Help make Westmeade Tennessee's 1st Sustainability Magnet
Each day we honor the memory of Laura's father by carrying on her legacy of teaching children to love nature!
Serendipity is not a word we use often but it does describe what happened in the summer of 2015.. One of our parents introduced us to Cynthia Lee, President of Friends of Warner Parks and creator of a young naturalist's program at University School. Our Principal, Stephen Breese, a naturalist himself, who leads a boy scout troop in Dickson met with Cynthia and the connections to our campus and programs were clear. He offered encouragement and support and soon our students were on their way to Warner Park!
We learned of deeper connections to Warner Parks when we read the Tennessean's delightful article about the 90th birthday of the parks and of Laura Lea Knox, whose father donated the land for the park. Her grandchildren attended Westmeade!
Young Naturalists @Westmeade began in 2015
Read about the evolution of this program in the links below.
Nature Center Director, Vera Vollbrecht, made the Young Naturalist Program @ Westmeade a reality. Over the summer Cynthia and Heather Gallagher educated teachers, then helped them create curriculum connections that gave voice to deep personal experiences with nature. The goal of the Young Naturalists @ Westmeade is to engage students in life-long learning in nature.
Each grade level takes three seasonal journeys in a year to Warner Park. These field experiences foster a love for the natural world, personal curiosity, and an ability to observe, record, and understand their observations.
Former students offer gifts
In 2008 we began celebrating Earth Day with activities supported by Metro Nashville Beautification. Over the years they added new ideas for us to try. Our first encounters with composting came with Julie Berbiglia, who now works with Metro water teaching water conservation. The kids named her the "worm lady."
Then in 2011 & 12 Alex and Lucas Cauthen made us their Eagle Scout Projects and added another three beds, a retaining wall for our pollinator garden space, and a strip of native berries to our campus. With these additions new dimensions were added to our outdoor classrooms.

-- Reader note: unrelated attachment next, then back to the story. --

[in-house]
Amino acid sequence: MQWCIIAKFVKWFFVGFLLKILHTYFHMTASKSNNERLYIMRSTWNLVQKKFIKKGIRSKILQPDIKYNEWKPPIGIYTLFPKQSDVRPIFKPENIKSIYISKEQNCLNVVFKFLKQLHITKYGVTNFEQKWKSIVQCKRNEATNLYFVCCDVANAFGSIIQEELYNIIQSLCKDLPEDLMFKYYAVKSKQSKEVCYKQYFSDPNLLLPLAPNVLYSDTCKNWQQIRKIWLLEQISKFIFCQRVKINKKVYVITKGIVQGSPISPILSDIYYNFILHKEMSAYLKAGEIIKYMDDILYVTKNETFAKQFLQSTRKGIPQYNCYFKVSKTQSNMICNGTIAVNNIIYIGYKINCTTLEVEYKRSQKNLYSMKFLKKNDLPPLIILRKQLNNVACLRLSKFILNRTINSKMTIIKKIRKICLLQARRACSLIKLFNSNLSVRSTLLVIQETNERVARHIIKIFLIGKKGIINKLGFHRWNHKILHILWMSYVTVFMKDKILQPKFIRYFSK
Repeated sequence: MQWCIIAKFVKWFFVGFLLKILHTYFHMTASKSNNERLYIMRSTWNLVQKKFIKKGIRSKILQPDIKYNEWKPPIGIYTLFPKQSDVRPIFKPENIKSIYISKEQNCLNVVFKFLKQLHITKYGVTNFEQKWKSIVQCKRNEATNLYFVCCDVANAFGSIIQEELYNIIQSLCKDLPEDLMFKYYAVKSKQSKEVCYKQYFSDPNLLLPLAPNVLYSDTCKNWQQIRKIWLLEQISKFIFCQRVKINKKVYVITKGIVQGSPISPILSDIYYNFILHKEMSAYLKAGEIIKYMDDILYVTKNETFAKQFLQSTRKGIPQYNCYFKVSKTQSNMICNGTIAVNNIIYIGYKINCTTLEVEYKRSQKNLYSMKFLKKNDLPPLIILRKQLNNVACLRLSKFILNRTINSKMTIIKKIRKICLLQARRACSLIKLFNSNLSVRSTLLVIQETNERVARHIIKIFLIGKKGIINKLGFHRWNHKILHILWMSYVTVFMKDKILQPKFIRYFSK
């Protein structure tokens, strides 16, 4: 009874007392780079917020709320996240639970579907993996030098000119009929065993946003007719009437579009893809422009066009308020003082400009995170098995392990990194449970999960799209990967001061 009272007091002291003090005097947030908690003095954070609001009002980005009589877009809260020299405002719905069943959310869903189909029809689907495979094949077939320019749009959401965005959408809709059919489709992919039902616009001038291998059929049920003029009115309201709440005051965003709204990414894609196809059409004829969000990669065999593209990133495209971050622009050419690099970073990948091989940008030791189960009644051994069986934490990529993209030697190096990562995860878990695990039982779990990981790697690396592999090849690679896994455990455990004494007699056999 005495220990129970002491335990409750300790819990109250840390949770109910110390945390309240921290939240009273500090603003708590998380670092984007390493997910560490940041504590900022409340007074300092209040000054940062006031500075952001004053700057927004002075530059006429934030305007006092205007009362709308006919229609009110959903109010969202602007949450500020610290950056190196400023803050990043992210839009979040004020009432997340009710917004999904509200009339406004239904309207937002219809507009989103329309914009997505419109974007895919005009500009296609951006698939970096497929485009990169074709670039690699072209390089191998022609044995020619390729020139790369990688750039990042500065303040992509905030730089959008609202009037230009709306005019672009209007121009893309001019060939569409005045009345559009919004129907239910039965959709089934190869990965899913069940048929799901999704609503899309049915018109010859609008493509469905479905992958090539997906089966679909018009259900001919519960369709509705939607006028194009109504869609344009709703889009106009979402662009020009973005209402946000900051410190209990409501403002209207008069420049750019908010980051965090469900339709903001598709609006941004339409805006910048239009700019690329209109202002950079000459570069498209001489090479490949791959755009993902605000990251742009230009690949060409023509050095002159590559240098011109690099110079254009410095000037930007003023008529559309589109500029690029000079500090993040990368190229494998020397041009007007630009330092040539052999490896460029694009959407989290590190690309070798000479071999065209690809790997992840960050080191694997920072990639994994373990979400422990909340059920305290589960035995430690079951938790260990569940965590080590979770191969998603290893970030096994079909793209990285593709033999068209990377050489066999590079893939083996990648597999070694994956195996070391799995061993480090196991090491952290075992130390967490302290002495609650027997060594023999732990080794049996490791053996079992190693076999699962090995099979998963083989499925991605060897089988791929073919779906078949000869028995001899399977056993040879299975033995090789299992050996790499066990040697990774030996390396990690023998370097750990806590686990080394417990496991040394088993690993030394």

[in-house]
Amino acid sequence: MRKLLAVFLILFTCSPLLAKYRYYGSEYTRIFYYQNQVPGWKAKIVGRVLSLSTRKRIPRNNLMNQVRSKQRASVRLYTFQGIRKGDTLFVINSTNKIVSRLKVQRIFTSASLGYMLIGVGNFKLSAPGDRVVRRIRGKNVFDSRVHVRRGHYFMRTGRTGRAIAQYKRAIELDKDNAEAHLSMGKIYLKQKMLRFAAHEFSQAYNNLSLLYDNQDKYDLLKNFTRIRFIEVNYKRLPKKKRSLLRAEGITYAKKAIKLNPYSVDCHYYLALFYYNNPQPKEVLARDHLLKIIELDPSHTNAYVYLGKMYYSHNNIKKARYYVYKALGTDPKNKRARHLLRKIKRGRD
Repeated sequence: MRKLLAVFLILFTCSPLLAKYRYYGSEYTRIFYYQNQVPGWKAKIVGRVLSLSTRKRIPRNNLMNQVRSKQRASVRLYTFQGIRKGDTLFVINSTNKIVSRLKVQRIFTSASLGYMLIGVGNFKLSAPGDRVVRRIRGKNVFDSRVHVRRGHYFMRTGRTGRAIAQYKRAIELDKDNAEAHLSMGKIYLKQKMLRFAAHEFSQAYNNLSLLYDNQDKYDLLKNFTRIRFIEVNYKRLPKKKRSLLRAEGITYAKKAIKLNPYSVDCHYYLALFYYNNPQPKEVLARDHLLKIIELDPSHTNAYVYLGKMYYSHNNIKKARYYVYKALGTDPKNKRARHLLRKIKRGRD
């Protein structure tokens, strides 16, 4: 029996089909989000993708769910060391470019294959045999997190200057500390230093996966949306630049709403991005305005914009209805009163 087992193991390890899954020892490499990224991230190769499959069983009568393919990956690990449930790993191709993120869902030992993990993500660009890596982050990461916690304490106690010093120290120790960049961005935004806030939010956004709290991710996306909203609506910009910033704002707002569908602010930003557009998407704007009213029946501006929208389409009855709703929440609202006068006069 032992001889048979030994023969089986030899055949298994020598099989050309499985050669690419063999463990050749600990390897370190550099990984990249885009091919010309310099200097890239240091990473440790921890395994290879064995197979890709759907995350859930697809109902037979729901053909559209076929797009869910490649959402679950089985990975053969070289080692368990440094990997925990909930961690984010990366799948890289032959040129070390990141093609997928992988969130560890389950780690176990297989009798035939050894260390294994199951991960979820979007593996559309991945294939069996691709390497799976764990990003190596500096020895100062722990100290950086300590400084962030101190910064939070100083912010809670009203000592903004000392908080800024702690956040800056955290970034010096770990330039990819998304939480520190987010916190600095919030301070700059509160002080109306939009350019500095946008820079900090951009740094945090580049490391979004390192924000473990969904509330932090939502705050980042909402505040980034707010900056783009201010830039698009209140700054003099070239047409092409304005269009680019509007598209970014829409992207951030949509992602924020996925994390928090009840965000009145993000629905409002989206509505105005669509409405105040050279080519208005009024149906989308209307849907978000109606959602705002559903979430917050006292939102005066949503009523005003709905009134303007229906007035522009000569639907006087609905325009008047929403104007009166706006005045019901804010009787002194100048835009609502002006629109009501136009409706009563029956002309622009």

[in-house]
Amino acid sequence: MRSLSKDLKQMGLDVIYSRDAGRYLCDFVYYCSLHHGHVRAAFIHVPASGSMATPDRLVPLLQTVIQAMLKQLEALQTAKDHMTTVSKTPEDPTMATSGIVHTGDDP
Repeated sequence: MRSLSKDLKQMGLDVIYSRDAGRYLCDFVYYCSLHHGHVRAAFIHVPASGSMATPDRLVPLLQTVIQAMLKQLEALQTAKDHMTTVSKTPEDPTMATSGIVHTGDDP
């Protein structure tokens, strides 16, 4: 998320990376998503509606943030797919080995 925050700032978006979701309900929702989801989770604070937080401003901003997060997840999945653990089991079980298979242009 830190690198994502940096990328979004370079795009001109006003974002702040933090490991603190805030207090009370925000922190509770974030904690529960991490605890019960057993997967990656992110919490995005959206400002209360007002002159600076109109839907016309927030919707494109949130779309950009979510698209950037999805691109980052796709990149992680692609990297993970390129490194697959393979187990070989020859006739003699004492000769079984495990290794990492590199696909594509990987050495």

When the Cauthen's finished their projects whole new opportunities opened up in the Garden. Our pollinator garden brought hundreds of butterflies to our campus! To see what we learned about them you can click on the link and see the variety of Westmeade Butterflies we found in 2011 at our campus. Meeting these pollinators up close made us wonder what plants they needed to thrive. We learned that Butterflies are generalists. They can enjoy nectar from any flower, But their eggs must be laid on or near the plants they will eat when they hatch. The caterpillars are specialists, which is why we need to plant Milk Weed!
The National Wildlife Federation asks citizens to help monarchs by growing milkweed and other native nectar plants. This was our first forey into "citizen science." We learned that simply letting wild plants grow and not mowing them provides a delicious buffet for wildlife. And we learned that a weed is only a flower out of place!
The Westmeade Conservancy deepens our program
The Westmeade Conservancy had produced a book appropriate for k-4. The delightful piece was actually written about a young man, Noah Charney, who grew up in Westmeade and was concerned for its animals. The Conservancy provided a class set of the books for use with our students and helped us identify the plants in our perimeter.
They helped us develop lessons to encourage kids to be curious and learn about the things in their ow environment. The Campus naturalist field trip was a joint effort with the Conservancy to identify the plants and animals on our campus, and to help students observe seasonal changes. You can download a copy by clicking on the link. Student take a walk along side of the wild parts of our campus as they practice their observation skills.
As a result of their growing awareness of nature our 3rd Graders prepared the case for us to become a wildlife habitat and we earned that status. We learned a great deal about why animals are important to us. We learned what animals need and how we can help nature provide for them.
At the same time our Girl Scout Troop 1225 had spent an entire year gathering liter bottles for our new recycled bottle greenhouse. With the help of parents they completed the work in two weekends. Check out the slide show to see the construction..
Local bluebird enthusiast teaches us to love bids.
Sam Jones, local bluebird enthusiast taught us to make bluebird boxes, and we learned why we should be concerned about invasive species of birds and support local species. To see the full slide show with Sam helping parents and kids build their boxes follow the link, Westmeade Bluebirding.
Now each spring we look forward to welcoming new bluebird families into our lovely box. Kindergarteners experience the wonder of seeing the first eggs, the hatchlings, feeding the parents and welcoming the wild into our world!
Once students noticed the bluebirds they began to wonder about the other birds in our environment. John at the Wood Thursh gave us a magnificent Sibley's Birds of North American poster which we have laminated and use to identify species.
This was also our first major encounter with Warner Parks Nature Center. (and that takes us to our next step)